background image
www.GlobalHealthAndTravel.com
71
November - December 2014 Global Health and Travel
Approximately 800 to 1000 babies are born per year
in Thailand through surrogate mothers who enter into
commercial arrangements with foreign couples seeking to
conceive, according to Julie Munro, president of the Medical
Travel Quality Alliance (MTQUA). Couples typically pay
US$45,000 to $80,000 for a surrogacy arrangement, which
includes a payment of $10-20,000 to the surrogate mother,
$18-20,000 in medical fees, $3-4,000 in agency fees, and
2-4,000 in DNA testing and legal fees, according to a MTQUA
report. Couples seeking commercial surrogacy in Thailand
largely come from Australia, Israel, Japan, and greater China;
however, there are some Americans as well as a smattering of
other nationalities, Munro says.
In addition, Munro says a large number of gay and lesbian
couples and single parents are taking advantage of commercial
surrogacy. "In fact, those using surrogacy are often people
who don't or can't qualify for standard adoption: homosexual
couples, singles, those who are past the age cut-off in most
countries, those who would not pass a social worker's inspection
of home, financial, health or criminal check," she says.
Worldwide, around 6,000 babies are delivered via
surrogates for international medical tourists each year,
according to the MTQUA.
Despite challenges in pushing the law through the
country's legislative body, Munro, who conducted independent
evaluations of several fertility clinics in Thailand, says she
believes the anti-commercial surrogacy law will eventually
pass, because the holes exposed in the legal framework
following the Baby Gammy scandal are too great for the
government to ignore.
"There's an awful lot of sentiment along this issue people
want to get some kind of resolution," Munro says. "The junta
keeps talking about how important it is for Thais to come back
to living a more Buddhist-type lifestyle. They will be quite
keen on passing this."
Closing loopholes on commercial surrogacy
The new law would make it illegal for commercial surrogacy
agencies to operate in Thailand, as well as prohibit clinics,
hospitals, and doctors from performing IVF procedures if
they know that it is for the purposes of commercial surrogacy.
However, foreign couples would still be able to obtain fertility
treatments at licensed hospitals and clinics and Thailand;
and heterosexual couples would still be able to obtain IVF
treatment for an altruistic or non-commercial surrogate
mother, as long as the surrogate is a blood relative.
The law would also make it more complicated for foreign
couples to obtain custody if the baby is born through a
commercial surrogate a point that is making couples waiting
for unborn surrogate babies in Thailand extremely nervous.
Thus far, there has been no clear policy on how to handle these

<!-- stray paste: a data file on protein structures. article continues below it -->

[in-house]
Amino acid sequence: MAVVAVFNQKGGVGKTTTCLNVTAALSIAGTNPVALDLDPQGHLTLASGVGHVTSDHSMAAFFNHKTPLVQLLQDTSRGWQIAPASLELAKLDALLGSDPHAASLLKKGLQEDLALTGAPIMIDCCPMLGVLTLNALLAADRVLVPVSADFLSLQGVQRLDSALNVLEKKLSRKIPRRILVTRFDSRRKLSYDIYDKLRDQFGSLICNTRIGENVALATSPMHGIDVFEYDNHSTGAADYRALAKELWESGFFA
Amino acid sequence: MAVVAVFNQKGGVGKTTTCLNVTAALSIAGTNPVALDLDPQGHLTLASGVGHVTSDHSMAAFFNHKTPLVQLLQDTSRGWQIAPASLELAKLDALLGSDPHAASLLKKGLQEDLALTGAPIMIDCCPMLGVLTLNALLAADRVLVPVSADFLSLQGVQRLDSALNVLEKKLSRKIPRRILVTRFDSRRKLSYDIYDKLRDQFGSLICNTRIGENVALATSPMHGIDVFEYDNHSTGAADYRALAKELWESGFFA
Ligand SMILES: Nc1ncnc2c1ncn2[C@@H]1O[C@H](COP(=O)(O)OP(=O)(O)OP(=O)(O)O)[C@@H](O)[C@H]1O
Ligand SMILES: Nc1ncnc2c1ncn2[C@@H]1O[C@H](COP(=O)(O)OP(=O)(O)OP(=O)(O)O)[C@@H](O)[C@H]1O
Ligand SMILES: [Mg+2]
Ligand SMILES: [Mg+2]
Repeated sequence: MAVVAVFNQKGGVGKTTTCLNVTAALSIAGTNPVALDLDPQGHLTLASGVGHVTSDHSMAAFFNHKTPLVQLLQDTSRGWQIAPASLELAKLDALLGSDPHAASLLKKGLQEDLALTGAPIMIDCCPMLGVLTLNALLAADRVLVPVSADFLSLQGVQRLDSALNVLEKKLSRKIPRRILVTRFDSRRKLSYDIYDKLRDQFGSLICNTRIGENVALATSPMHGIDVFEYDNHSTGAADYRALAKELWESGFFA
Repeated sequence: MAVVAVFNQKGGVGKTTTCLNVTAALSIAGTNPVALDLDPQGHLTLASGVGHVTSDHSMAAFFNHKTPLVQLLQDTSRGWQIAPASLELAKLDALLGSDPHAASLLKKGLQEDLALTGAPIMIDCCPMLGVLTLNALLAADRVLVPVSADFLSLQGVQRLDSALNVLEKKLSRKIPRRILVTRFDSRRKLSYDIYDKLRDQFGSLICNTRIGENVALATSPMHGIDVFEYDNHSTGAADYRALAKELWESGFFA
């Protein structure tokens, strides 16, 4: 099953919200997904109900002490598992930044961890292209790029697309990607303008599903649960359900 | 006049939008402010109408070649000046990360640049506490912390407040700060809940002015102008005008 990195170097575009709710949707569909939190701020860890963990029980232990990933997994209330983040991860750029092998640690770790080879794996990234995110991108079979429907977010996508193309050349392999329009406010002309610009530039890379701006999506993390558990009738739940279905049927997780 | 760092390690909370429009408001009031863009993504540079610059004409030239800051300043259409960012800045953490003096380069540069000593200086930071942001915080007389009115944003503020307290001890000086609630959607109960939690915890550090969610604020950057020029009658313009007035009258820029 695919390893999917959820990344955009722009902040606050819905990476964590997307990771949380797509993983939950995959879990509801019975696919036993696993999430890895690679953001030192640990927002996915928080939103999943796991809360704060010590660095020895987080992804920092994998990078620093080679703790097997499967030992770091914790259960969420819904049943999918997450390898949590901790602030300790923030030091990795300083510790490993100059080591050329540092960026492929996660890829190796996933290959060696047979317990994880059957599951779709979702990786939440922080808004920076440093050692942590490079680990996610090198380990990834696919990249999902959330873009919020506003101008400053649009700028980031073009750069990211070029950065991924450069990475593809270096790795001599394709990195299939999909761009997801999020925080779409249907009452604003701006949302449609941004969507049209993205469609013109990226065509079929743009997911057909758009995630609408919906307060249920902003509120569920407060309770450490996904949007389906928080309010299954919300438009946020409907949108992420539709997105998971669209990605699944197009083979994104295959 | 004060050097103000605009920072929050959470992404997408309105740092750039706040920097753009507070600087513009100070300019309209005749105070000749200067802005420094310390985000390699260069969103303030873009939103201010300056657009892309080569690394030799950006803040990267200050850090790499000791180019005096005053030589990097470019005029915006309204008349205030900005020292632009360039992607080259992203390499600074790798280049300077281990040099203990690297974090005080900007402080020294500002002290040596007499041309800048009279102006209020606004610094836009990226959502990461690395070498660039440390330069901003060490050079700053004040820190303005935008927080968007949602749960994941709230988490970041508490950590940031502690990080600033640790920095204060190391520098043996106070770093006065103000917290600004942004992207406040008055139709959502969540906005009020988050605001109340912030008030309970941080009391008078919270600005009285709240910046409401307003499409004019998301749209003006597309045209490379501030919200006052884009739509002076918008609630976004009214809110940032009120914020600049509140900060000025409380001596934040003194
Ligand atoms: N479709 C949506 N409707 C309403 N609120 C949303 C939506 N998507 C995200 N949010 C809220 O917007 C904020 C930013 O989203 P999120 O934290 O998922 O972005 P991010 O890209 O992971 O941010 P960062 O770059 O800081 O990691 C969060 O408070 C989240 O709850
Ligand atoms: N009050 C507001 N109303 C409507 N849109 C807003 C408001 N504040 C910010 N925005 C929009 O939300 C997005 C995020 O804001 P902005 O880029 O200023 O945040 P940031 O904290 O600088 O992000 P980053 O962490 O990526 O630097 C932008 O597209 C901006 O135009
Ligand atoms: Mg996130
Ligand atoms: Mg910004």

cases, although foreign embassies have been getting involved
in the negotiations, Munro says.
Historically, Thailand has been generally tolerant
when it comes to satisfying international demand for
taboo procedures like gender reassignment surgery, but
the phenomenon of Thailand as a commercial surrogacy
destination is relatively new.
Wilson Chan, a Hong Kong-based medical tourism
facilitator who helps Hong Kong and Mainland Chinese
couples arrange fertility treatments at Samitivej Hospital
in Bangkok, says that guidelines on commercial surrogacy
established by the Medical Council of Thailand in 2002, which
stipulated that doctors should not participate in surrogacy
services if they know the service is for commercial purpose,
failed to curb commercial surrogacy in Thailand.
"The only rule available in Thailand so far was a one-page
Medical Council guideline notification published in 2002," Chan
says. "In 2010, the previous cabinet did draft a law for legislation,
but for whatever reasons, [it was] not enacted by the legislature."
In the past few years, the lack of regulation by the previous
Thai government, coinciding with the tightening of laws in
other countries like Australia, led to Thailand's surrogacy
boom, Chan says. Once the scandals broke, however, critics
were quick to blame a system that profited heavily with little
enforcement of the 2002 Medical Council guidelines.
"The surrogacy business in Thailand at world-class private
hospitals and fertility clinics where doctors are highly skilled
in reproductive medicines has enjoyed a great deal of success
that suits both surrogate mother and soon-to-be parents,"
says Renee-Marie Stephano, president of the US-based Medical
Tourism Association (MTA). "Now that problems have surfaced,
we should be asking why and how could they have happened?
The answer appears to be that government officials and
responsible parties looked the other way."
Commercial surrogacy tourism to Thailand may generate
up to US$100 million per year, Munro says; however, this
is still a fraction of the country's overall medical tourism
revenues, which the Tourism Authority of Thailand (TAT)
estimates at US$4.3 billion annually.
"This is a niche business that probably would have
continued operating in the shadows had the Gammy story
not been publicised so widely," says Ruben Toral, a principal at
Intermedika Consulting Ltd., a healthcare and medical tourism
consultancy based in Bangkok.
69 Thailand Report.indd 71
21/10/2014 11:17 PM